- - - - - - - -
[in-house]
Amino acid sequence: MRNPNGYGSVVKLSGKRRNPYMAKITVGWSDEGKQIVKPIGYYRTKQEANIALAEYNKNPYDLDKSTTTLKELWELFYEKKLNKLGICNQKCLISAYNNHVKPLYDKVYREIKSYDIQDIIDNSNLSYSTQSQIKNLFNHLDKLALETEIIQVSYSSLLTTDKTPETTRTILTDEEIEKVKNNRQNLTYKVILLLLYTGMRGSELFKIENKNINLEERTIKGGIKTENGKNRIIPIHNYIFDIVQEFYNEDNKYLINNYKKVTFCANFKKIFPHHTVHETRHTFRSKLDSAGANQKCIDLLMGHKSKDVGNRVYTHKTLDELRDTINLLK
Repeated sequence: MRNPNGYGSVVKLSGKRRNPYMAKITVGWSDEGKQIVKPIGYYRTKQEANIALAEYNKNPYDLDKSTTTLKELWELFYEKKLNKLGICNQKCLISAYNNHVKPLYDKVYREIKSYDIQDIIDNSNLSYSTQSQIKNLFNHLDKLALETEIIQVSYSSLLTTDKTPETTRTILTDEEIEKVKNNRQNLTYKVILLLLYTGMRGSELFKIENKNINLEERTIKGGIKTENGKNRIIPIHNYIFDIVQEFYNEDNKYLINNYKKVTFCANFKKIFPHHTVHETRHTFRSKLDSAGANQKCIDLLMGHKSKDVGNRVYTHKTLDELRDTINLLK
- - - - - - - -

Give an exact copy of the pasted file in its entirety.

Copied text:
[in-house]
Amino acid sequence: MRNPNGYGSVVKLSGKRRNPYMAKITVGWSDEGKQIVKPIGYYRTKQEANIALAEYNKNPYDLDKSTTTLKELWELFYEKKLNKLGICNQKCLISAYNNHVKPLYDKVYREIKSYDIQDIIDNSNLSYSTQSQIKNLFNHLDKLALETEIIQVSYSSLLTTDKTPETTRTILTDEEIEKVKNNRQNLTYKVILLLLYTGMRGSELFKIENKNINLEERTIKGGIKTENGKNRIIPIHNYIFDIVQEFYNEDNKYLINNYKKVTFCANFKKIFPHHTVHETRHTFRSKLDSAGANQKCIDLLMGHKSKDVGNRVYTHKTLDELRDTINLLK
Repeated sequence: MRNPNGYGSVVKLSGKRRNPYMAKITVGWSDEGKQIVKPIGYYRTKQEANIALAEYNKNPYDLDKSTTTLKELWELFYEKKLNKLGICNQKCLISAYNNHVKPLYDKVYREIKSYDIQDIIDNSNLSYSTQSQIKNLFNHLDKLALETEIIQVSYSSLLTTDKTPETTRTILTDEEIEKVKNNRQNLTYKVILLLLYTGMRGSELFKIENKNINLEERTIKGGIKTENGKNRIIPIHNYIFDIVQEFYNEDNKYLINNYKKVTFCANFKKIFPHHTVHETRHTFRSKLDSAGANQKCIDLLMGHKSKDVGNRVYTHKTLDELRDTINLLK